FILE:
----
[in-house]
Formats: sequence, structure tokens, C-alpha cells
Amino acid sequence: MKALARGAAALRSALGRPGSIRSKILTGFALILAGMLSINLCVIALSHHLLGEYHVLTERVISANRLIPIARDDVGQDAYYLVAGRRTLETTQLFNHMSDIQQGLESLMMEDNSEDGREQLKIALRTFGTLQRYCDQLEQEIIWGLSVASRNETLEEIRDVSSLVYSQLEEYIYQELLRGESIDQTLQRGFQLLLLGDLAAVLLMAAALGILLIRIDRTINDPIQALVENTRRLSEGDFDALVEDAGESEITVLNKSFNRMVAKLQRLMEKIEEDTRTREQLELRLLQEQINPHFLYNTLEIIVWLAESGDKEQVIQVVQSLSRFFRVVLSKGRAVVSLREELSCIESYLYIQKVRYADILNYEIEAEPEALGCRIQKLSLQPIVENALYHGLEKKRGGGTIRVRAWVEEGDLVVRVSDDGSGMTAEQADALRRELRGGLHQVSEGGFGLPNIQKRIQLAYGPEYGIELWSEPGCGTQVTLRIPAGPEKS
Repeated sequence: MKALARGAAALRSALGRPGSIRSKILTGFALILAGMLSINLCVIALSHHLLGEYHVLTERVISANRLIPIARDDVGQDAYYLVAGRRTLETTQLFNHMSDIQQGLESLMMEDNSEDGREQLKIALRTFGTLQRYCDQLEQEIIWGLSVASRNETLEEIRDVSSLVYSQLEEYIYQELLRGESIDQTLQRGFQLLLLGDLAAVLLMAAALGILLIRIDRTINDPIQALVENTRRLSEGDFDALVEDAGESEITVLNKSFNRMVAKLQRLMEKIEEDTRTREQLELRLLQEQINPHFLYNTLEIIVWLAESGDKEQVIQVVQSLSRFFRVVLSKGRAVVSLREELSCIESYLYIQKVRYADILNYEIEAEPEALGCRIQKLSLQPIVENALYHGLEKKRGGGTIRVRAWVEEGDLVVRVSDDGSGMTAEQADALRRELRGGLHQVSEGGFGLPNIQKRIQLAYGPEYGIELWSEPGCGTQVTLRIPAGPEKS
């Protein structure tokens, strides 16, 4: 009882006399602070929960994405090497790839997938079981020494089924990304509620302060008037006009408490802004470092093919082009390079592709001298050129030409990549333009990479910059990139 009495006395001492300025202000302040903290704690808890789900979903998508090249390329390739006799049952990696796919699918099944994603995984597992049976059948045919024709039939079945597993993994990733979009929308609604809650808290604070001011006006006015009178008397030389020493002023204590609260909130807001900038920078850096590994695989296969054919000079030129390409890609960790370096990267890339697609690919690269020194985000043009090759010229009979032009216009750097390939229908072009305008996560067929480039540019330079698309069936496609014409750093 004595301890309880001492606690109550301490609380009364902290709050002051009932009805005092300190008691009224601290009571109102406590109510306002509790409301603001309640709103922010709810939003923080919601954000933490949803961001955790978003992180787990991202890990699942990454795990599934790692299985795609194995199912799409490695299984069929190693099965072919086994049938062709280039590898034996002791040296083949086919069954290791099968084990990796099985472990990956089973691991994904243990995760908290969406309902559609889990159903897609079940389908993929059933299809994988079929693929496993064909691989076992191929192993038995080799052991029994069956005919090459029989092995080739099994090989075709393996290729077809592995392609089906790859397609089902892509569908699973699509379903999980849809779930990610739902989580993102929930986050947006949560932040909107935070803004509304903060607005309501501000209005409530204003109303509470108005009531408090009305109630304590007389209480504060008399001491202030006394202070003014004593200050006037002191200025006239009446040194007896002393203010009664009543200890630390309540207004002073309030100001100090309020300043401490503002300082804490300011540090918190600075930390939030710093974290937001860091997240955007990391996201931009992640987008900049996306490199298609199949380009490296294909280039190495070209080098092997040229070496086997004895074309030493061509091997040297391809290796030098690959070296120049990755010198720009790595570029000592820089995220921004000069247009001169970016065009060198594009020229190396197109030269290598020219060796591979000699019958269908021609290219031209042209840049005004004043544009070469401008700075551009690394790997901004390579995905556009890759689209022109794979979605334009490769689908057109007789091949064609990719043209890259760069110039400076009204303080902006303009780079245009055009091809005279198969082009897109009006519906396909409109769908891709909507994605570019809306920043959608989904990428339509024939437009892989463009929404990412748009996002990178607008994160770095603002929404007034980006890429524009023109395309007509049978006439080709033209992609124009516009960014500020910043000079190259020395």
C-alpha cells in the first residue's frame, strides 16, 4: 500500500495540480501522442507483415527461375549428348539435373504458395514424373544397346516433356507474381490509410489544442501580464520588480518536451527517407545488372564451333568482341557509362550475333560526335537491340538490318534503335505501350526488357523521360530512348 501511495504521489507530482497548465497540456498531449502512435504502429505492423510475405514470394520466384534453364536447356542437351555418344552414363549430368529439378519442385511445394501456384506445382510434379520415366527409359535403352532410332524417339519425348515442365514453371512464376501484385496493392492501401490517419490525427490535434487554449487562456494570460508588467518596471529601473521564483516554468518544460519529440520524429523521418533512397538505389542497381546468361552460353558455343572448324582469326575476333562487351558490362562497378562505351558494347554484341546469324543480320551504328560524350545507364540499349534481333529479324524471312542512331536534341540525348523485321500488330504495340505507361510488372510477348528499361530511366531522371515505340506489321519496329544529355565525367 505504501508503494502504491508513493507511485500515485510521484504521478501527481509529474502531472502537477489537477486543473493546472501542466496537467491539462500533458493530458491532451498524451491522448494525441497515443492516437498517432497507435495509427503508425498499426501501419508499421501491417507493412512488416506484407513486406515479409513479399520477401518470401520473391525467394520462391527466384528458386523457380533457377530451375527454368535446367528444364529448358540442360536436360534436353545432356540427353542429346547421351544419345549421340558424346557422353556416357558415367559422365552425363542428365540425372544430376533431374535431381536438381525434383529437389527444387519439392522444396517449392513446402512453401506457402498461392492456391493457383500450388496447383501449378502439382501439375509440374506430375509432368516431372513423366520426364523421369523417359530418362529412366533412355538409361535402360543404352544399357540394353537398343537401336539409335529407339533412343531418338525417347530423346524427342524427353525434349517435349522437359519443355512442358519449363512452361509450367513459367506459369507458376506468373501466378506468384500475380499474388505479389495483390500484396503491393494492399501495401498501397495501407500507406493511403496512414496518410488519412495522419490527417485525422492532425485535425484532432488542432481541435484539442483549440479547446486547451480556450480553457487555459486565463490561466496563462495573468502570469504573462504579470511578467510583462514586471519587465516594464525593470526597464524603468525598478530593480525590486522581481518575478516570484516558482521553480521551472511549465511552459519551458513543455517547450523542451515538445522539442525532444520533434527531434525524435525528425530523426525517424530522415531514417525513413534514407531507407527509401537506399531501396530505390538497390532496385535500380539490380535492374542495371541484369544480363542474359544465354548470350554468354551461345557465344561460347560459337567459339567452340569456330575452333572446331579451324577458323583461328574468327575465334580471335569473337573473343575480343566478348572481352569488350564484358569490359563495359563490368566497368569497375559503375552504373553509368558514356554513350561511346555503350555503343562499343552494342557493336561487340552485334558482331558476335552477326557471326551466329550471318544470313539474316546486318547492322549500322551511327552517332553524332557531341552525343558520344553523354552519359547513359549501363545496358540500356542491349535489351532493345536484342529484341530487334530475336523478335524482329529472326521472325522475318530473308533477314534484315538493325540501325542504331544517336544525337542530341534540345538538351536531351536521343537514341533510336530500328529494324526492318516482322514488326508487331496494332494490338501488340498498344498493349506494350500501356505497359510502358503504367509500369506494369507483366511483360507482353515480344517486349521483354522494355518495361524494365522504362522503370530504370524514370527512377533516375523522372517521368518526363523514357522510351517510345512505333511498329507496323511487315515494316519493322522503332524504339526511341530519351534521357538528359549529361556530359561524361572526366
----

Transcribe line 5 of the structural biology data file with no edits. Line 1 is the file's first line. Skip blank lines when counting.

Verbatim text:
């Protein structure tokens, strides 16, 4: 009882006399602070929960994405090497790839997938079981020494089924990304509620302060008037006009408490802004470092093919082009390079592709001298050129030409990549333009990479910059990139 009495006395001492300025202000302040903290704690808890789900979903998508090249390329390739006799049952990696796919699918099944994603995984597992049976059948045919024709039939079945597993993994990733979009929308609604809650808290604070001011006006006015009178008397030389020493002023204590609260909130807001900038920078850096590994695989296969054919000079030129390409890609960790370096990267890339697609690919690269020194985000043009090759010229009979032009216009750097390939229908072009305008996560067929480039540019330079698309069936496609014409750093 004595301890309880001492606690109550301490609380009364902290709050002051009932009805005092300190008691009224601290009571109102406590109510306002509790409301603001309640709103922010709810939003923080919601954000933490949803961001955790978003992180787990991202890990699942990454795990599934790692299985795609194995199912799409490695299984069929190693099965072919086994049938062709280039590898034996002791040296083949086919069954290791099968084990990796099985472990990956089973691991994904243990995760908290969406309902559609889990159903897609079940389908993929059933299809994988079929693929496993064909691989076992191929192993038995080799052991029994069956005919090459029989092995080739099994090989075709393996290729077809592995392609089906790859397609089902892509569908699973699509379903999980849809779930990610739902989580993102929930986050947006949560932040909107935070803004509304903060607005309501501000209005409530204003109303509470108005009531408090009305109630304590007389209480504060008399001491202030006394202070003014004593200050006037002191200025006239009446040194007896002393203010009664009543200890630390309540207004002073309030100001100090309020300043401490503002300082804490300011540090918190600075930390939030710093974290937001860091997240955007990391996201931009992640987008900049996306490199298609199949380009490296294909280039190495070209080098092997040229070496086997004895074309030493061509091997040297391809290796030098690959070296120049990755010198720009790595570029000592820089995220921004000069247009001169970016065009060198594009020229190396197109030269290598020219060796591979000699019958269908021609290219031209042209840049005004004043544009070469401008700075551009690394790997901004390579995905556009890759689209022109794979979605334009490769689908057109007789091949064609990719043209890259760069110039400076009204303080902006303009780079245009055009091809005279198969082009897109009006519906396909409109769908891709909507994605570019809306920043959608989904990428339509024939437009892989463009929404990412748009996002990178607008994160770095603002929404007034980006890429524009023109395309007509049978006439080709033209992609124009516009960014500020910043000079190259020395």